403(b) Rollover Rules for Funding Your IRA

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While some retirement savings accounts are more well-known than others, in many cases the retirement account that a person can use actually depends on the type and size of the company they work for. You’ve likely heard of 401(k) plans, as they’re a popular option for employers and employees alike. But there’s another type of retirement account — a 403(b) — that sounds as though it may be similar. It largely is, but it differs in some key ways.

Essentially, 403(b) retirement accounts are the nonprofit sector’s equivalent of a 401(k). They’re only for employees of tax-exempt organizations and public schools. But when an employee transitions out of one of these roles and into the for-profit employment world, they need to be able to keep their retirement savings and collect new earnings in an account that their new employer is eligible to use.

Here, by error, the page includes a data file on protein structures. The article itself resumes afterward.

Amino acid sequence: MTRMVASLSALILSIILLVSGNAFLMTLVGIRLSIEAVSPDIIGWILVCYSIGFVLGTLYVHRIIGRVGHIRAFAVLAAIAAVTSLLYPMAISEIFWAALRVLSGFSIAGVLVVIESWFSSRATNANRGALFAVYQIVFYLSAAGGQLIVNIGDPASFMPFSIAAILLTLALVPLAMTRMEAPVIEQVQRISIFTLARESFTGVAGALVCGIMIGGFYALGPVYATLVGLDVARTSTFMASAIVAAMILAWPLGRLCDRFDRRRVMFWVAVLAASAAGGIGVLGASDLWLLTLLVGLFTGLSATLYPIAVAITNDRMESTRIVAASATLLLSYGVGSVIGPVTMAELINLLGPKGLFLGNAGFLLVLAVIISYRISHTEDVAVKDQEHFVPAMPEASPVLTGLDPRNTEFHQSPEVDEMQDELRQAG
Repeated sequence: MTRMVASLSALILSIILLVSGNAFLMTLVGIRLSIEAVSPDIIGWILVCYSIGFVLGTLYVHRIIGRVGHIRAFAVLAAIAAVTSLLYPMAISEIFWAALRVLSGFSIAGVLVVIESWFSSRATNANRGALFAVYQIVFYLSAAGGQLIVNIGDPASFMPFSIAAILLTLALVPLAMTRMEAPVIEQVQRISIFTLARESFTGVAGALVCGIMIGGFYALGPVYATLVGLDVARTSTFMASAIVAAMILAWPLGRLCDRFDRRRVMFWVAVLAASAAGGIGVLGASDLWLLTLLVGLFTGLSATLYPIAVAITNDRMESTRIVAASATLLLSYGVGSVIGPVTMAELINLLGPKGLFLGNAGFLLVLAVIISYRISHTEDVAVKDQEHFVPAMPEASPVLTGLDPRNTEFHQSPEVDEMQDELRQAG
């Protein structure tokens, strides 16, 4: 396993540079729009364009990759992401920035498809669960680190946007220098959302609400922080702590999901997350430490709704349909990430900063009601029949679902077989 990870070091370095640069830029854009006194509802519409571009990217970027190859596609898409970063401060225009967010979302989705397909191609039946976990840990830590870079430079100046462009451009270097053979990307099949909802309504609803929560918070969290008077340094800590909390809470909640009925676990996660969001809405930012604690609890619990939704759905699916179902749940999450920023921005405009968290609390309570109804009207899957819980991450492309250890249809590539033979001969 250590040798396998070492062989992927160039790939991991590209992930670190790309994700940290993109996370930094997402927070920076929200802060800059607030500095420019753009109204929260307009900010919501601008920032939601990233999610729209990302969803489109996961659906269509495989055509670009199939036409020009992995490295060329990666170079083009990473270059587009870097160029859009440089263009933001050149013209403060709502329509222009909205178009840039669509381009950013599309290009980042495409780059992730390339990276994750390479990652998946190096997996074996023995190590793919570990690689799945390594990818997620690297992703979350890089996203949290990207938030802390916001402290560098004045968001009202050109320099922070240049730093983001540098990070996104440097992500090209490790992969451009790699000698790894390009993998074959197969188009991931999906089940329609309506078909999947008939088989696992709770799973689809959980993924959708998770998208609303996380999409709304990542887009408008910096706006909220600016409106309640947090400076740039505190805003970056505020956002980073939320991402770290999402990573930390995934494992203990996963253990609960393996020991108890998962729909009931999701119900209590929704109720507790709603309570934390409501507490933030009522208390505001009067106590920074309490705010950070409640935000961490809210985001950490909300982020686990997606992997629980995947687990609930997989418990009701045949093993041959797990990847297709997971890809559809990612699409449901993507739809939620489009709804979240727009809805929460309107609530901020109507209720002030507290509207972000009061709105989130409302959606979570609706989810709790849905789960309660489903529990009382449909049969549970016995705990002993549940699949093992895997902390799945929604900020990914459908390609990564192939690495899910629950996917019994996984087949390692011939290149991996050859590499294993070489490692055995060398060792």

So, what happens to the money in the 403(b) plan? Investors are able to continue investing and saving those funds by rolling over their 403(b) plan into an individual retirement account (IRA), but there’s a specific procedure for doing so. Learn more about it, along with other key details you need to know regarding 403(b) retirement plans.